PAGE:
In the words of Jim Diamond, I should have known better. For years we’ve thought of the second largest of the Canary Islands as little more than a collection of beaches. Where we’ve made the effort to notch up time on the other Canary Islands, Fuerteventura has remained off the radar. What a mistake that was.
I should have known better because I’ve learnt over the years that the image of the Canary Islands which are popular holiday destinations is generally coloured by the people who stay in the biggest holiday resorts. Ergo, it is often a skewed one.
Fuerteventura is no different. Fuerteventura was a surprise that shouldn’t have been a surprise.
Fuerteventura is known for its beaches and for the perpetual breeze that attracts the surfing community to endless white sands. And they do seem endless in parts. You can read all you like about Fuerteventura having wonderful beaches (all 150km of them) but it’s only when you set eyes upon their vastness that their scale whacks you in the solar plexus. These are Sahara Desert type beaches with dunes you could easily get lost in.
There aren’t many. The main one is at Corralejo and on initial approach it looks like many other Canary Island resorts; same sort of interchangeable bars and restaurants aimed at a mass sun-seeking market. Head to the narrow streets of the old town around the harbour though and it’s a different scene with a mix of fishermen’s cottages, bohemian bars and arty restaurants. Wherever there are surf dudes you get interesting places to eat and drink. This part of Corralejo has a fab vibe and looks great.
There’s a reason championship board surfing competitions take place on Fuerteventura. The name, meaning strong winds, is a bit of a clue. Some folk claim the name isn’t to do with being windy but a reference to the ‘strong adventure’ undertaken by the first conquistadors. It’s a nice story.
Lighthouse – Fishing Museum
Lighthouses fascinate me. Lone sentinels lighting the way for weary mariners. A lighthouse keeper battling a storm to keep his beacon of hope alight. Lighthouses never fail to conjure up romanticised imagery. This one at El Cotillo doubles as the Museum of Traditional Fishing. I love the way there are lots of mini stone pillars reflecting the faro’s shape on the paths surrounding it.
The Fuerteventura Landscape
The greatest revelation on Fuerteventura is the magical landscape. I’m a fan of lush and leafy but there is something mesmerising about Fuerteventura – the sun arcing across the land brings changes in colour to the hills and valleys throughout the day; the most eye-catching being when vibrant orange hues contrast against the azure intensity of the sky. The oldest of the Canary Islands has had time to calm down, its volcanic curves are softer, more feminine, than the more violent looking terrain of its near neighbour, Lanzarote. This island feels closer to Africa than any other Canary Island… and that’s not just because geographically it is.
Las Salinas Fuerteventura
Man and nature working together to create something we all have on our dining room tables, yet rarely do we think about how it got there. Las Salinas doubles as a salt museum but the real attraction are the salt pits with their mini mountain ranges of white gold.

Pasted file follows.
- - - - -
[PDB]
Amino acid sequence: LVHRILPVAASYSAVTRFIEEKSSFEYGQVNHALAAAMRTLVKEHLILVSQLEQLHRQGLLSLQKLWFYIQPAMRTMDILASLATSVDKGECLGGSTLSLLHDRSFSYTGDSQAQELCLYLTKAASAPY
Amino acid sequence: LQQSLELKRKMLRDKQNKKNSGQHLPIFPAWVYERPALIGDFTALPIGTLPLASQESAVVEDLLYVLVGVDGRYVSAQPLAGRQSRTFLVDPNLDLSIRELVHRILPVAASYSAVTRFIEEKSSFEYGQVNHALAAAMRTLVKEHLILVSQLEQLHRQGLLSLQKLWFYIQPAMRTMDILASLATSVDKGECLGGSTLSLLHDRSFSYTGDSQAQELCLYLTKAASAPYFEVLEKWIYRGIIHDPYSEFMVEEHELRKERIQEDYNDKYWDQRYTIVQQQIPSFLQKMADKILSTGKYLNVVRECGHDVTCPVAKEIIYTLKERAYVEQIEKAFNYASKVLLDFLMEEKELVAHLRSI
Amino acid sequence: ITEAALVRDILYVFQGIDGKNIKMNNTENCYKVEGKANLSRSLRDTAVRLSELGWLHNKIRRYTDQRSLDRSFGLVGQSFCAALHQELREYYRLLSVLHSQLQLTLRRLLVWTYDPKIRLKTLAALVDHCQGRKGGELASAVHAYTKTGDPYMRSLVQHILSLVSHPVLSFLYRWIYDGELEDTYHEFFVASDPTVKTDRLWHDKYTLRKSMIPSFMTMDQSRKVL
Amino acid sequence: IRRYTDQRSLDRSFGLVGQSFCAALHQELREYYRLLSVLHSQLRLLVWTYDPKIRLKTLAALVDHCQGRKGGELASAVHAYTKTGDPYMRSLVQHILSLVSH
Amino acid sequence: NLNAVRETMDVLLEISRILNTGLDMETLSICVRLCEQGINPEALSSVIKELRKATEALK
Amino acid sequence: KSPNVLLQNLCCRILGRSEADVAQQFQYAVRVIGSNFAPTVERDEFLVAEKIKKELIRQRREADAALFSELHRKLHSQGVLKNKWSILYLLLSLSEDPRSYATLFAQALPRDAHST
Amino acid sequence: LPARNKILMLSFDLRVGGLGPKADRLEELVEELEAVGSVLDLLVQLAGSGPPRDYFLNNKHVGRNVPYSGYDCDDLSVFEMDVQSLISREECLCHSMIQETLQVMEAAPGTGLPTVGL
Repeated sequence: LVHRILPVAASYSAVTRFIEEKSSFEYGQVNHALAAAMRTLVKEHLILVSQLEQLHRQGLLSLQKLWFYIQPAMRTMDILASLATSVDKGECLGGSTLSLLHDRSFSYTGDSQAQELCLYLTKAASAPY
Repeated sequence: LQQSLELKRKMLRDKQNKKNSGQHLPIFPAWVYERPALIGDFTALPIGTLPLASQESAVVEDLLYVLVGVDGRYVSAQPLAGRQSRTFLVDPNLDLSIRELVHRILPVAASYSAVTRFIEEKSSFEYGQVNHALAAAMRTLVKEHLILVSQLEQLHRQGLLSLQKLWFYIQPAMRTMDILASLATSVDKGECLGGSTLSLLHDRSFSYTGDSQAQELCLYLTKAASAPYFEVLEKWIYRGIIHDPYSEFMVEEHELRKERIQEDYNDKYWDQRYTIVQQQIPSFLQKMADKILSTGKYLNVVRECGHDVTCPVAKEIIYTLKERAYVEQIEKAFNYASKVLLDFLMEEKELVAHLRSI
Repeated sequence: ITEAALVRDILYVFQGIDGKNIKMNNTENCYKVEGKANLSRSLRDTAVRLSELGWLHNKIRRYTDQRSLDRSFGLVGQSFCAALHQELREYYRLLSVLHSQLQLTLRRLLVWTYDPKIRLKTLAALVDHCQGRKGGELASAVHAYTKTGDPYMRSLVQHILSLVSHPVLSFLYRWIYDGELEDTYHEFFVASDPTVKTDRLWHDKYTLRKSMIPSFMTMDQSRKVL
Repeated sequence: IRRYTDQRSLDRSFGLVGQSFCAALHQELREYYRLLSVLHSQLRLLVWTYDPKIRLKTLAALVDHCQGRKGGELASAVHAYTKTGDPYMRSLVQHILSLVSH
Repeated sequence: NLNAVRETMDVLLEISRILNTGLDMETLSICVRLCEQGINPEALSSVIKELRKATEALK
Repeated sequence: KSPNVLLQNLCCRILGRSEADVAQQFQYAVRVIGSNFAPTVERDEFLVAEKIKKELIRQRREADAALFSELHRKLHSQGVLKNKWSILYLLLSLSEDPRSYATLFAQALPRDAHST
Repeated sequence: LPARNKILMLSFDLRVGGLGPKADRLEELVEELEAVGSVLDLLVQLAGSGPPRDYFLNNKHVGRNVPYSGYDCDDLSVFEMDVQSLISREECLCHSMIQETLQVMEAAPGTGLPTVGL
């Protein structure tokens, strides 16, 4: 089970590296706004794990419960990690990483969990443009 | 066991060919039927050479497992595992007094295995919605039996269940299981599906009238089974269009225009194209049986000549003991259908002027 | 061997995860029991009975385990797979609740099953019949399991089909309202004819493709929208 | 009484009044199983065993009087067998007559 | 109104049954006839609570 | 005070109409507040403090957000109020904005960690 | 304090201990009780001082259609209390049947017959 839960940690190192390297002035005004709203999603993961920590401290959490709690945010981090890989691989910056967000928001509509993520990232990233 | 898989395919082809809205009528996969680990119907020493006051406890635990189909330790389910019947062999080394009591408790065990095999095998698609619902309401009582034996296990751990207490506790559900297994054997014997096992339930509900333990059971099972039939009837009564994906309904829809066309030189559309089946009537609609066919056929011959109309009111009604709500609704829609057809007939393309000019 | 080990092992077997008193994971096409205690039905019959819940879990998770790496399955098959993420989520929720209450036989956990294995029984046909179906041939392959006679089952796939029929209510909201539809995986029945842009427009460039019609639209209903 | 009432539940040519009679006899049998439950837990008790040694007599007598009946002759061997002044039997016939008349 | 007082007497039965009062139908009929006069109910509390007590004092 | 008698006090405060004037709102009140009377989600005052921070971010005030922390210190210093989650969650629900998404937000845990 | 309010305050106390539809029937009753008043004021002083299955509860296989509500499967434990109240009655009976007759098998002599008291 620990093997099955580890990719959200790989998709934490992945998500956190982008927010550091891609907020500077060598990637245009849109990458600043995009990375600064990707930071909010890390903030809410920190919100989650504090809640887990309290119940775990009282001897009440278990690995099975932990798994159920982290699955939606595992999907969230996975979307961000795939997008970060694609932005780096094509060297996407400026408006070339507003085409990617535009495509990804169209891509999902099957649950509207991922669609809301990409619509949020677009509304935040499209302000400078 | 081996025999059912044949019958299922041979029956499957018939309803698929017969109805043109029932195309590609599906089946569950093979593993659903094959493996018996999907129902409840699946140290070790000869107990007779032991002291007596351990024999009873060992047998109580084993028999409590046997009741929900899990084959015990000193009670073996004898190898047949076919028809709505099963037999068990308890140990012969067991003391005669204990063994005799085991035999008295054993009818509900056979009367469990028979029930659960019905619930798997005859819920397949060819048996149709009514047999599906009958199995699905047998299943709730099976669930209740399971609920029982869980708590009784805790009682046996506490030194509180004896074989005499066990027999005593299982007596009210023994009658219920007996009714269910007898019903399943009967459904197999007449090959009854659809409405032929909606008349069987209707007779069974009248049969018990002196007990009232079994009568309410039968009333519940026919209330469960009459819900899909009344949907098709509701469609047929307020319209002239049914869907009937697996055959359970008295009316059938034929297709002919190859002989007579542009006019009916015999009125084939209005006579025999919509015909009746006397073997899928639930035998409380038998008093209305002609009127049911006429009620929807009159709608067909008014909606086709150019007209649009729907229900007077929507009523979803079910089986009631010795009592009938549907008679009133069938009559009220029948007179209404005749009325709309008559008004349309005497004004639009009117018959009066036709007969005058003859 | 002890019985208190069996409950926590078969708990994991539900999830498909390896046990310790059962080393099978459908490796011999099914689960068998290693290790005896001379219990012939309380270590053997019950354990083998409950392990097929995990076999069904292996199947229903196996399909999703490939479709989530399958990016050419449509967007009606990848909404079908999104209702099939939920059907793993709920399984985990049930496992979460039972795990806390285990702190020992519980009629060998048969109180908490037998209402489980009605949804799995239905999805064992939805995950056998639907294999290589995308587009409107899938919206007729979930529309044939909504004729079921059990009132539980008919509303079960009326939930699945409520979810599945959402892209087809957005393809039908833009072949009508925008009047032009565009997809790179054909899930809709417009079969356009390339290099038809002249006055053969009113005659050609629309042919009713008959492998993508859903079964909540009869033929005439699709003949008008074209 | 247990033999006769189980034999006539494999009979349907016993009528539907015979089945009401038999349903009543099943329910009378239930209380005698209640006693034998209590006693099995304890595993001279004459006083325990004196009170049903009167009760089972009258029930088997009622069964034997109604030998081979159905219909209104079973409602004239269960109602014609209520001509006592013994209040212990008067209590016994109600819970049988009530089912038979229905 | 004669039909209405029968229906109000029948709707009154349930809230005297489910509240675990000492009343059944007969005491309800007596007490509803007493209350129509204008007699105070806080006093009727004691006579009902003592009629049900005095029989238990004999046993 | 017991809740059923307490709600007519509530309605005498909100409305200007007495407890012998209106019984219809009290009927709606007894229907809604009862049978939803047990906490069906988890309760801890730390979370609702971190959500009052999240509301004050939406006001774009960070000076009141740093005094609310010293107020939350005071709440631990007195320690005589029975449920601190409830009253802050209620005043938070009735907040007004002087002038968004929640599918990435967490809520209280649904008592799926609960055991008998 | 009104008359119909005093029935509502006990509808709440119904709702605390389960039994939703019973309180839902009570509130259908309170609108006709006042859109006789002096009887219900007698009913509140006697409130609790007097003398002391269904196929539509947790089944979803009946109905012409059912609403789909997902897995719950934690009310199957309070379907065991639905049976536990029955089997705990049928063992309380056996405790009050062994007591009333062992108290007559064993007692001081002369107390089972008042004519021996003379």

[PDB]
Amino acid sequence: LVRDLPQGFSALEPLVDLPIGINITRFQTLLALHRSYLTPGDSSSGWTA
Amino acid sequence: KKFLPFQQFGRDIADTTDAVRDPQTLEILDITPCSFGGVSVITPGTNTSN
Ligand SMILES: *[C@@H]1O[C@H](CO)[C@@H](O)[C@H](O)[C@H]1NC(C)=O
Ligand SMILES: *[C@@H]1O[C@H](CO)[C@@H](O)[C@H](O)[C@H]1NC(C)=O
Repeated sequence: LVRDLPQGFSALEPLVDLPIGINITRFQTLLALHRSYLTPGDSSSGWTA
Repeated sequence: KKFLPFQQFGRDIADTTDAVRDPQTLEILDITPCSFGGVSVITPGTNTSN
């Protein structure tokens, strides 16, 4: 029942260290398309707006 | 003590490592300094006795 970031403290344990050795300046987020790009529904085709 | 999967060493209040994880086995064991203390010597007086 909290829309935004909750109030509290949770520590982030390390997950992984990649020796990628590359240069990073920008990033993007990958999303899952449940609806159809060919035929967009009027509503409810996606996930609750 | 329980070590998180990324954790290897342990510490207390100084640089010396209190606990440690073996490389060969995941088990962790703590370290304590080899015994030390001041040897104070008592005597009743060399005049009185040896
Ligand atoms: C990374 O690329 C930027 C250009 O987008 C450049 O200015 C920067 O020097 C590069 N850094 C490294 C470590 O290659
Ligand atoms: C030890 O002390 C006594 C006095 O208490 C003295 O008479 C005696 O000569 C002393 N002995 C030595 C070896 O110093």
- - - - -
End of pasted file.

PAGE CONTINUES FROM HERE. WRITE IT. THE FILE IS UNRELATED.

It seems incredible that an island as arid as Fuerteventura would be a haven for goats, but it is. There are more goats on Fuerteventura than people. Not only that, these goats produce some of the best goats’ cheese in the world, regularly winning awards, including Super Gold Medals at the World Cheese Awards.
Apart from rabbits, you don’t see many animals in the wilds of the Canary Islands which is why the cute and cheeky Barbary ground squirrel is an attention grabber. Although common in North Africa just across the water, the animal doesn’t really belong here. The story goes they were introduced as pets in the 1960s, some escaped and clearly liked the environment so much they got right into making whoopee at every chance. Now it’s believed there are more than a quarter of a million of them scuttling around, striking cute poses for the visitors.
Windmills of Fuerteventura
The overwhelming sense may be that you’re beneath an Africa sky on Fuerteventura, but occasionally the long straight roads and open plains feel as though they could be in the U.S of A. This notion is aided and abetted by tall metal windmills that look as though they belong in the American prairies. Which they do as most are American made, in a style that was famous in the first half of the 20th century.
Aloe Vera on Fuerteventura
You don’t really expect fields of anything on Fuerteventura, which makes these aloe vera carpets all the more of a pleasant shock. I knew they produced aloe vera on the island but I didn’t think it would look like this. The ruddy plants blend perfectly into the land, almost camouflaged until you get up close and see their sun-yellow spikes – pure natural harmony. It’s a good all round description for Fuerteventura.
Jack is co-owner, writer and photographer for BuzzTrips and the Real Tenerife series of travel websites as well as a contributor to lots of other places. Follow Jack on Google+